I am not going to deal with any drafting points, although perhaps the noble Lord will take note that, even if his Amendment were passed, a technical redrafting would be necessary. I am dealing only with points of substance. If a court is to be deprived of its power to sentence a person to detention in a detention centre because he has already been detained for the maximum period permitted by the Bill, our view is that the court will be severely and unreasonably limited in the punishments it can impose under the Bill. For fine- defaulters aged 14 to 16, the punishment would then be limited to one month in a remand home. For criminal offenders it would be limited to probation, or a fine, or a sentence of borstal training, or, if the law allows, a sentence of imprisonment exceeding three years, or an approved school order. They are the options which are left. But, in our view, probation or a fine may, and in the circumstances envisaged very likely would, provide an inadequate sanction against the offence; or the offender's age and circumstances might well make borstal training unsuitable and perhaps much too severe as a punishment. The result is that we feel that, in effect, to preclude a court from ordering a second period of detention centre training at all (whether or not pit considers it suitable) is unreasonably and severely to limit the discretion of the court to the detriment of the proper treatment, of the offender.

That is the first of the two effects which this Amendment would have. The second effect is that to which I think the speakers mainly spoke, which is to reduce the total period of detention from nine months to six months. Some of the objections—I think, all of them—also apply to this effect; that is to say, we think that if the total period of detention at any one time cannot exceed the six months' detention which the court is allowed to impose for a first offence, the court, faced with deciding on a sentence for a further offence, or for failure to pay a fine, by a person already at a detention centre, is unduly restricted in sentencing him. Of course, if it is argued that a court in this position ought to be able to impose a further sentence of detention in a detention centre, there may also be argument about the maximum period which should be allowed. On the one hand, I think that we should allow the court a reasonable discretion; on the other hand, I think that the person sentenced should not be detained at a detention centre after the period of useful training given him at the centre has expired.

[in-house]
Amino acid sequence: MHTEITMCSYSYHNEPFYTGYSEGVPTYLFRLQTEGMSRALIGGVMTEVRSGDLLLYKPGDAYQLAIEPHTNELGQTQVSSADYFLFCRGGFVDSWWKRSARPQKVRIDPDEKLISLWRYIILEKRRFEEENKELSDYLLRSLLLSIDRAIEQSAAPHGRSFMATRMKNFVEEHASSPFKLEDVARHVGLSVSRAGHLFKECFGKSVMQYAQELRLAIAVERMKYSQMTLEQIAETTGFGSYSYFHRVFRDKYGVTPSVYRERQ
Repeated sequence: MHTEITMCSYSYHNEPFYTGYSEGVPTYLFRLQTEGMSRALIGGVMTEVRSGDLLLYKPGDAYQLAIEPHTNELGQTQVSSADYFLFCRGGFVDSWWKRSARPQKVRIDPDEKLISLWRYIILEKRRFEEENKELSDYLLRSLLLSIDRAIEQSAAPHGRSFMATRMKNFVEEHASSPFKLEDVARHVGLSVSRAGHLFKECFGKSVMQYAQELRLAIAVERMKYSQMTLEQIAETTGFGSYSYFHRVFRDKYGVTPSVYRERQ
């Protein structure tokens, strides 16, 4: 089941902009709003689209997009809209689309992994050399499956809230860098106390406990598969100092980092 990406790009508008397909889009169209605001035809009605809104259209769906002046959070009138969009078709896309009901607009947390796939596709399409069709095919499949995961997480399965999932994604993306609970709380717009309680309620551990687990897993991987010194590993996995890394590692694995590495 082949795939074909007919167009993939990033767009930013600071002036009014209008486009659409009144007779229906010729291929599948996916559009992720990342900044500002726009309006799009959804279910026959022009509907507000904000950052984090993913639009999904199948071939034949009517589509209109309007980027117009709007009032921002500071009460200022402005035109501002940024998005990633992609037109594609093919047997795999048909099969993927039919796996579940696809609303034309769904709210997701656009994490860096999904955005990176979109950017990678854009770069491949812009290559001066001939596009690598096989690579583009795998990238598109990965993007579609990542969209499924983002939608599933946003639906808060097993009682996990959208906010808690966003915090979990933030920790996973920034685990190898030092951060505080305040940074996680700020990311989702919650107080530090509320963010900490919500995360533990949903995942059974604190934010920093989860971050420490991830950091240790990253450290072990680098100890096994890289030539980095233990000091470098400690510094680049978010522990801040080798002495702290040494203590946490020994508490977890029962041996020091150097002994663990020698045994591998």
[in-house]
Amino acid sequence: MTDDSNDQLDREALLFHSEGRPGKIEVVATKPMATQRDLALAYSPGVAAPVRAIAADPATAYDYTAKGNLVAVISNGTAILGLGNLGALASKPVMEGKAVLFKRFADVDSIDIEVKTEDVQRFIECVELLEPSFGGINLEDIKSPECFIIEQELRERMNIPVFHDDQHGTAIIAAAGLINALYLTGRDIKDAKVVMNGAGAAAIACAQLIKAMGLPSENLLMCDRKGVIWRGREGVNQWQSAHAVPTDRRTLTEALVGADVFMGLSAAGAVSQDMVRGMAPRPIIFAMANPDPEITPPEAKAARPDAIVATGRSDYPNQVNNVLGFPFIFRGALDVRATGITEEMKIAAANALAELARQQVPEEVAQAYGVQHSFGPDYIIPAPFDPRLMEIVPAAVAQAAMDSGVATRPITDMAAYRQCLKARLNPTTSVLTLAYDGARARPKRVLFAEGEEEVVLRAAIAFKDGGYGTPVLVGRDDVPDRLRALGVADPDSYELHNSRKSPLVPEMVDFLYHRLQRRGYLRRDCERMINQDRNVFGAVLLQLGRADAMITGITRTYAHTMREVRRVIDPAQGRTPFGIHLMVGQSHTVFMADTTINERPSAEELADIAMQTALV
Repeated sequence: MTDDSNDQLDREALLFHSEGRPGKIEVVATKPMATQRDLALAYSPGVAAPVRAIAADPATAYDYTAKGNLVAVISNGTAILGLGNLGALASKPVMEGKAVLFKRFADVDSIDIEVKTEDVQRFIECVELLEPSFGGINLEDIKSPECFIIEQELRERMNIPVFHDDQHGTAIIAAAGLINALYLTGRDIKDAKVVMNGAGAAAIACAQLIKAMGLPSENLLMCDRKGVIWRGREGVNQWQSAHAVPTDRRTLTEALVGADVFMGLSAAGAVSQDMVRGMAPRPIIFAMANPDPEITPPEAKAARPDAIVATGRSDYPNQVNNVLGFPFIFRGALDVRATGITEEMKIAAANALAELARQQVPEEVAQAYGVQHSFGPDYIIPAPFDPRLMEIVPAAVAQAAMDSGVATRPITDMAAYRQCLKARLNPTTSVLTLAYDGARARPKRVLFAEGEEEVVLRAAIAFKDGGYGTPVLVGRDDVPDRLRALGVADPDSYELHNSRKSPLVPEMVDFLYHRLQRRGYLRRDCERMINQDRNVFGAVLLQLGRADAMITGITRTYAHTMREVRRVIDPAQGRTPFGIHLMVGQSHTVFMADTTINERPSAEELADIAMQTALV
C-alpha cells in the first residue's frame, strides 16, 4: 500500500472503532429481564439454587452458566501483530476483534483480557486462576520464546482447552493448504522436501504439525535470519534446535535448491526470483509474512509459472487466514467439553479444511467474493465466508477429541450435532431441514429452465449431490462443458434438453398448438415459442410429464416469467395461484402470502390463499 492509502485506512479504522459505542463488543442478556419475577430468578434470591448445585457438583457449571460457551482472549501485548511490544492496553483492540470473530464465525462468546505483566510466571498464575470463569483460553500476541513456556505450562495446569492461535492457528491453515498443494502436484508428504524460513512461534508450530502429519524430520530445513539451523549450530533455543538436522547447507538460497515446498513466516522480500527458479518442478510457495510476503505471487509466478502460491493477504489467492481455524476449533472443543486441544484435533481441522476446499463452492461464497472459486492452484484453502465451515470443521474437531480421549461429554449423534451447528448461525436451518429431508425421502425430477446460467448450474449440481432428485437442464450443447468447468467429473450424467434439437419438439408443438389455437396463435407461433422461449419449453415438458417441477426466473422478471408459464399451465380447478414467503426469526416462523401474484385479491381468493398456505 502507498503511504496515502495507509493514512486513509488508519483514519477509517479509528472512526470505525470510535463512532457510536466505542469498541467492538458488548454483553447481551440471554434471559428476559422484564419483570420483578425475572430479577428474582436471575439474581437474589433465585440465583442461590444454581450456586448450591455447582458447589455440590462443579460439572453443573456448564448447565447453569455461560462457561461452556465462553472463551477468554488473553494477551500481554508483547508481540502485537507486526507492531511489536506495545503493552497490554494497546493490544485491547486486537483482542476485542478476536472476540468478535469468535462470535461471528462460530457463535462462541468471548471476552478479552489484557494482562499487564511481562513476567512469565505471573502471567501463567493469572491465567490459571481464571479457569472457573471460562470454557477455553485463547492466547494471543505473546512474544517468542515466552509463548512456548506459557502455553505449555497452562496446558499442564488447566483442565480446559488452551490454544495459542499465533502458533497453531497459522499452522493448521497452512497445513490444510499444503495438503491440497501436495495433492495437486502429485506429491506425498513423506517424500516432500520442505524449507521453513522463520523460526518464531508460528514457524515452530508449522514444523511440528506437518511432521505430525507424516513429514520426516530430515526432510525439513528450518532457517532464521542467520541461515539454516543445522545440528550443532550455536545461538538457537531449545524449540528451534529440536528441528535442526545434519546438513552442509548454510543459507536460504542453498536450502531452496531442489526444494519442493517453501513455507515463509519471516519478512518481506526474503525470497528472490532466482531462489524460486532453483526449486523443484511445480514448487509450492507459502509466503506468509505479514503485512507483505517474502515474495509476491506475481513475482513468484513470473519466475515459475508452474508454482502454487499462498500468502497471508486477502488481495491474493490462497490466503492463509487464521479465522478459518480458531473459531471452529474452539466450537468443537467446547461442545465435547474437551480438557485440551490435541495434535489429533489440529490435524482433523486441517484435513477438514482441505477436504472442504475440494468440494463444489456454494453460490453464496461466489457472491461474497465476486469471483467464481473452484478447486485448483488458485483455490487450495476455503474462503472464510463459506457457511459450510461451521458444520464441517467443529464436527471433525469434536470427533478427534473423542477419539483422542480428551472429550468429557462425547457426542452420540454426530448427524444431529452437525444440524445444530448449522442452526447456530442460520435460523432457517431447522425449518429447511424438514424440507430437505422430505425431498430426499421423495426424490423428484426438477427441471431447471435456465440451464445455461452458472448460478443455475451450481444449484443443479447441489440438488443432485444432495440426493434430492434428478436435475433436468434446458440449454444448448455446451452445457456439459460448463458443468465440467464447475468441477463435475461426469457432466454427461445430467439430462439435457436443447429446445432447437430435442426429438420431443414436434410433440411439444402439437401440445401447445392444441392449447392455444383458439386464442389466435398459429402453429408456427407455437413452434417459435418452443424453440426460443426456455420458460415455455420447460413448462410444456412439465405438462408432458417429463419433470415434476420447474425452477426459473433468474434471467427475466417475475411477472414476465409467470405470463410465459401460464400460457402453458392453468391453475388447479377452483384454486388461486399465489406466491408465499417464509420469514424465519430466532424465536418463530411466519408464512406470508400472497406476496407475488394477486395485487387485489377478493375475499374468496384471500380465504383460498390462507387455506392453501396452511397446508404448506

I think that there is no real difference between the noble Lord and myself about the principles to be applied. I must say to the Committee that the Prison Commissioners are satisfied that they can provide adequate training in detention centres for periods up to nine months. That is why nine months has been provided in the Bill. Beyond this period, I think that both sides are agreed that offenders should be subjected to a different form of training. I do not think that I can offer much hope on the first of the two issues which I have endeavoured to discuss, but I do not want to be dogmatic on the second. If it would help the noble Lord, if he will withdraw his Amendment I will give an undertaking to examine this point as between six and nine months again before Report stage and let him have an answer.


I am most grateful to the noble and learned Viscount. With regard to his first objection to Amendment No. 14, which was fully justified, of course he will be aware that the last business yesterday evening was to consider Amendment No. 10, which we had tabled confidently in the belief that the Government would accept it, and which provided that there would be only one sentence of detention. Had that Amendment been accepted, the deletion of the words "at a time" would have been wholly in order.


I did not appreciate that.


That part is all right. Since the Government have rejected our views on that, I agree with him about the words "at a time". On the other point, the noble and learned Viscount was worried because the courts, having given six months' detention, would be severely limited if the offender came before them again. He mentioned the kind of alternatives with which the courts would be confronted, if they could not give another sentence of detention, but in any case their limit would be three months at a detention centre. Obviously, if six months had failed to reform a delinquent, I should not have thought that the court would be much encouraged to give a further three months. I am perfectly satisfied with what the noble and learned Viscount said. If he takes this back again in the hope that on Report we can limit the total period at detention centre to a period of six months, I am sure that my noble friends would be satisfied, and I beg leave to withdraw this Amendment.

Amendment, by leave, withdrawn.

Clause 7 agreed to.

4.32 p.m.

LORD STONHAM moved, after Clause 7 to insert the following new clause:

Provision of remand homes

".—(1) The duty of a local authority to provide remand homes under section seventy-seven of the Children and Young Persons Act, 1933, as amended by section thirty-eight of the Children Act, 1948, shall be executed subject to the provisions of this section.